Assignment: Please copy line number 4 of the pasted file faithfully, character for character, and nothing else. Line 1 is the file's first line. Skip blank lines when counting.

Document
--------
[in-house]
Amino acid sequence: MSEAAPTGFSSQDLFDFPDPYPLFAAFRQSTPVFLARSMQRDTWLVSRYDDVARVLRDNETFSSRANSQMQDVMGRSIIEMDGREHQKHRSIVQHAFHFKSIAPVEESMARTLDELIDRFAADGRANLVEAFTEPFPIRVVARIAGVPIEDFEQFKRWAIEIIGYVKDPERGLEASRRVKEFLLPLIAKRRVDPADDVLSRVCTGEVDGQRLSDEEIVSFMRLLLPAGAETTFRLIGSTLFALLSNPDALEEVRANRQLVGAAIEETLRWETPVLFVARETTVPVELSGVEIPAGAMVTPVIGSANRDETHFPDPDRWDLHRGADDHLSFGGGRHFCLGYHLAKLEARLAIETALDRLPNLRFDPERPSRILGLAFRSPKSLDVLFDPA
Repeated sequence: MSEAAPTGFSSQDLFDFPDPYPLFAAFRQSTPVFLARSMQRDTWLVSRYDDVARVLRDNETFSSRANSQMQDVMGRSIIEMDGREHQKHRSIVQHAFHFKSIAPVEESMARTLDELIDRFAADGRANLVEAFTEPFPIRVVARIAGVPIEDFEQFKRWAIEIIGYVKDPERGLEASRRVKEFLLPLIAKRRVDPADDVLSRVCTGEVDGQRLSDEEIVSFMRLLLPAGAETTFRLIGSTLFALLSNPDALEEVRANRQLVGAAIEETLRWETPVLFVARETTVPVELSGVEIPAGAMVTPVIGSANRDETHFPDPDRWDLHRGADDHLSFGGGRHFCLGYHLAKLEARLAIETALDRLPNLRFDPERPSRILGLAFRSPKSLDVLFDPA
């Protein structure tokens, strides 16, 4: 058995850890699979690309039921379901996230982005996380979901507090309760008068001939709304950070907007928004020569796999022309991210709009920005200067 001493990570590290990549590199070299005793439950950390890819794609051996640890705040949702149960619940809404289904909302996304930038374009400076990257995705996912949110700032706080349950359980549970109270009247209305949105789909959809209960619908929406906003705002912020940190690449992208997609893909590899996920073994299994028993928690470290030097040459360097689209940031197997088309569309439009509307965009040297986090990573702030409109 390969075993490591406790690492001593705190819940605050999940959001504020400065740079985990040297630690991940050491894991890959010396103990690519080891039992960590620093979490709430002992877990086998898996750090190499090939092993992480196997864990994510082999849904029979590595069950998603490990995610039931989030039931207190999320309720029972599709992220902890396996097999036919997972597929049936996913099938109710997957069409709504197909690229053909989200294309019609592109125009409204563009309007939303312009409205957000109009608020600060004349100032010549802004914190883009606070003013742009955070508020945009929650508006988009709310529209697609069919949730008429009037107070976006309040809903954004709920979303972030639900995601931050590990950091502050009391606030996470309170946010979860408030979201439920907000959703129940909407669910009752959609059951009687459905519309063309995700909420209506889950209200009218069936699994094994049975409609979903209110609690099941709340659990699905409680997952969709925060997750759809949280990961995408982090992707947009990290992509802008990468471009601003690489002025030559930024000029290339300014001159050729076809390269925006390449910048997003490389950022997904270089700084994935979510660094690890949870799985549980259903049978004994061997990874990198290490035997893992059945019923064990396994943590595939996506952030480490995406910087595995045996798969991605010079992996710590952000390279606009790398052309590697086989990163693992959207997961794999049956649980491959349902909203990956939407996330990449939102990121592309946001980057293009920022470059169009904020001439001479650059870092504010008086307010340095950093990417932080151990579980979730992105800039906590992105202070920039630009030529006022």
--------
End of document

């Protein structure tokens, strides 16, 4: 058995850890699979690309039921379901996230982005996380979901507090309760008068001939709304950070907007928004020569796999022309991210709009920005200067 001493990570590290990549590199070299005793439950950390890819794609051996640890705040949702149960619940809404289904909302996304930038374009400076990257995705996912949110700032706080349950359980549970109270009247209305949105789909959809209960619908929406906003705002912020940190690449992208997609893909590899996920073994299994028993928690470290030097040459360097689209940031197997088309569309439009509307965009040297986090990573702030409109 390969075993490591406790690492001593705190819940605050999940959001504020400065740079985990040297630690991940050491894991890959010396103990690519080891039992960590620093979490709430002992877990086998898996750090190499090939092993992480196997864990994510082999849904029979590595069950998603490990995610039931989030039931207190999320309720029972599709992220902890396996097999036919997972597929049936996913099938109710997957069409709504197909690229053909989200294309019609592109125009409204563009309007939303312009409205957000109009608020600060004349100032010549802004914190883009606070003013742009955070508020945009929650508006988009709310529209697609069919949730008429009037107070976006309040809903954004709920979303972030639900995601931050590990950091502050009391606030996470309170946010979860408030979201439920907000959703129940909407669910009752959609059951009687459905519309063309995700909420209506889950209200009218069936699994094994049975409609979903209110609690099941709340659990699905409680997952969709925060997750759809949280990961995408982090992707947009990290992509802008990468471009601003690489002025030559930024000029290339300014001159050729076809390269925006390449910048997003490389950022997904270089700084994935979510660094690890949870799985549980259903049978004994061997990874990198290490035997893992059945019923064990396994943590595939996506952030480490995406910087595995045996798969991605010079992996710590952000390279606009790398052309590697086989990163693992959207997961794999049956649980491959349902909203990956939407996330990449939102990121592309946001980057293009920022470059169009904020001439001479650059870092504010008086307010340095950093990417932080151990579980979730992105800039906590992105202070920039630009030529006022």